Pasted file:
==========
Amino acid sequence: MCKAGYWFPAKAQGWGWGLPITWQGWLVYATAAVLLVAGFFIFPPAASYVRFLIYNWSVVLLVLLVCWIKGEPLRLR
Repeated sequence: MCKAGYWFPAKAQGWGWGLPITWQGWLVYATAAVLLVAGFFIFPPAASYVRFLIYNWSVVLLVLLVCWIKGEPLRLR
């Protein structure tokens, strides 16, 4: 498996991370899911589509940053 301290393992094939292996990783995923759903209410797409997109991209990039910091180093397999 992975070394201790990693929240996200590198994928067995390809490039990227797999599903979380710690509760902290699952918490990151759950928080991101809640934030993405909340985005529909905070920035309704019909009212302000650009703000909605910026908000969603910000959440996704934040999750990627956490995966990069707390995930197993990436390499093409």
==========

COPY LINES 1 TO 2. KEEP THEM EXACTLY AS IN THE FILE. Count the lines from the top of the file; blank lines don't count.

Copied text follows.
Amino acid sequence: MCKAGYWFPAKAQGWGWGLPITWQGWLVYATAAVLLVAGFFIFPPAASYVRFLIYNWSVVLLVLLVCWIKGEPLRLR
Repeated sequence: MCKAGYWFPAKAQGWGWGLPITWQGWLVYATAAVLLVAGFFIFPPAASYVRFLIYNWSVVLLVLLVCWIKGEPLRLR